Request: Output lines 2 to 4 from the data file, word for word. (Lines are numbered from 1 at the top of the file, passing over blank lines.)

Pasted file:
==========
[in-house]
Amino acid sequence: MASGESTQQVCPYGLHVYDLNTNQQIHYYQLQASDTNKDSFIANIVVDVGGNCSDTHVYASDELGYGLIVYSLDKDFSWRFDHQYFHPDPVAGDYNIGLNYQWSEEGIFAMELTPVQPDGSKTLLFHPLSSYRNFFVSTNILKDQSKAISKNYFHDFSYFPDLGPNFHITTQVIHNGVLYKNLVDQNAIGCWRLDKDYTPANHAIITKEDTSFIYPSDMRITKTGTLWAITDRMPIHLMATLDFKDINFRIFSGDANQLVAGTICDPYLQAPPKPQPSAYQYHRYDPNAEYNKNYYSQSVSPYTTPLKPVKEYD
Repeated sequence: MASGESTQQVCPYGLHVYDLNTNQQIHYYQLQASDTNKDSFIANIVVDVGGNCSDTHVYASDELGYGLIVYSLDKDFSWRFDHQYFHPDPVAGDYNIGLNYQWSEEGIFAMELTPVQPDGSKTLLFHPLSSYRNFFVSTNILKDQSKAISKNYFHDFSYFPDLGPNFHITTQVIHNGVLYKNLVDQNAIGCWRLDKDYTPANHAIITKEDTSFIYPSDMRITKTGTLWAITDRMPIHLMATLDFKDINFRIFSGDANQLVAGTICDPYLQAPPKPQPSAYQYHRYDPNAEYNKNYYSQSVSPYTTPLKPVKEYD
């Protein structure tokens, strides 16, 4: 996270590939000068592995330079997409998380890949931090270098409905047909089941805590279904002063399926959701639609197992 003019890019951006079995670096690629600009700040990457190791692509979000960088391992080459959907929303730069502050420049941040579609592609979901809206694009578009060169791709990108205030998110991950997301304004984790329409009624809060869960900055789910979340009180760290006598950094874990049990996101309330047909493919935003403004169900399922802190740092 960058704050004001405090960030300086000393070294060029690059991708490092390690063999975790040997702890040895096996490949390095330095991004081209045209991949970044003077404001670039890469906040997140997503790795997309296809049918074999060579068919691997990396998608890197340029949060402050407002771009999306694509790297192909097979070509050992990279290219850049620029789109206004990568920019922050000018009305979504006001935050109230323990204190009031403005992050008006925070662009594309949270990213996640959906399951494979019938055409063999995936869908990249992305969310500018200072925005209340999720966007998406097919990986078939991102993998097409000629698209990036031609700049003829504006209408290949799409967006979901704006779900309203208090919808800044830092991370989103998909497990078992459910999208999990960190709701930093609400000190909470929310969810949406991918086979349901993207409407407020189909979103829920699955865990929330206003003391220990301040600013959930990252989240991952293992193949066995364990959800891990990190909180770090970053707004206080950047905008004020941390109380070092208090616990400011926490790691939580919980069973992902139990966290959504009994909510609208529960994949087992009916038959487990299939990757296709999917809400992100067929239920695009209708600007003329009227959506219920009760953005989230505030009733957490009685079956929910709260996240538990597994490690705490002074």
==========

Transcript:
Amino acid sequence: MASGESTQQVCPYGLHVYDLNTNQQIHYYQLQASDTNKDSFIANIVVDVGGNCSDTHVYASDELGYGLIVYSLDKDFSWRFDHQYFHPDPVAGDYNIGLNYQWSEEGIFAMELTPVQPDGSKTLLFHPLSSYRNFFVSTNILKDQSKAISKNYFHDFSYFPDLGPNFHITTQVIHNGVLYKNLVDQNAIGCWRLDKDYTPANHAIITKEDTSFIYPSDMRITKTGTLWAITDRMPIHLMATLDFKDINFRIFSGDANQLVAGTICDPYLQAPPKPQPSAYQYHRYDPNAEYNKNYYSQSVSPYTTPLKPVKEYD
Repeated sequence: MASGESTQQVCPYGLHVYDLNTNQQIHYYQLQASDTNKDSFIANIVVDVGGNCSDTHVYASDELGYGLIVYSLDKDFSWRFDHQYFHPDPVAGDYNIGLNYQWSEEGIFAMELTPVQPDGSKTLLFHPLSSYRNFFVSTNILKDQSKAISKNYFHDFSYFPDLGPNFHITTQVIHNGVLYKNLVDQNAIGCWRLDKDYTPANHAIITKEDTSFIYPSDMRITKTGTLWAITDRMPIHLMATLDFKDINFRIFSGDANQLVAGTICDPYLQAPPKPQPSAYQYHRYDPNAEYNKNYYSQSVSPYTTPLKPVKEYD
């Protein structure tokens, strides 16, 4: 996270590939000068592995330079997409998380890949931090270098409905047909089941805590279904002063399926959701639609197992 003019890019951006079995670096690629600009700040990457190791692509979000960088391992080459959907929303730069502050420049941040579609592609979901809206694009578009060169791709990108205030998110991950997301304004984790329409009624809060869960900055789910979340009180760290006598950094874990049990996101309330047909493919935003403004169900399922802190740092 960058704050004001405090960030300086000393070294060029690059991708490092390690063999975790040997702890040895096996490949390095330095991004081209045209991949970044003077404001670039890469906040997140997503790795997309296809049918074999060579068919691997990396998608890197340029949060402050407002771009999306694509790297192909097979070509050992990279290219850049620029789109206004990568920019922050000018009305979504006001935050109230323990204190009031403005992050008006925070662009594309949270990213996640959906399951494979019938055409063999995936869908990249992305969310500018200072925005209340999720966007998406097919990986078939991102993998097409000629698209990036031609700049003829504006209408290949799409967006979901704006779900309203208090919808800044830092991370989103998909497990078992459910999208999990960190709701930093609400000190909470929310969810949406991918086979349901993207409407407020189909979103829920699955865990929330206003003391220990301040600013959930990252989240991952293992193949066995364990959800891990990190909180770090970053707004206080950047905008004020941390109380070092208090616990400011926490790691939580919980069973992902139990966290959504009994909510609208529960994949087992009916038959487990299939990757296709999917809400992100067929239920695009209708600007003329009227959506219920009760953005989230505030009733957490009685079956929910709260996240538990597994490690705490002074």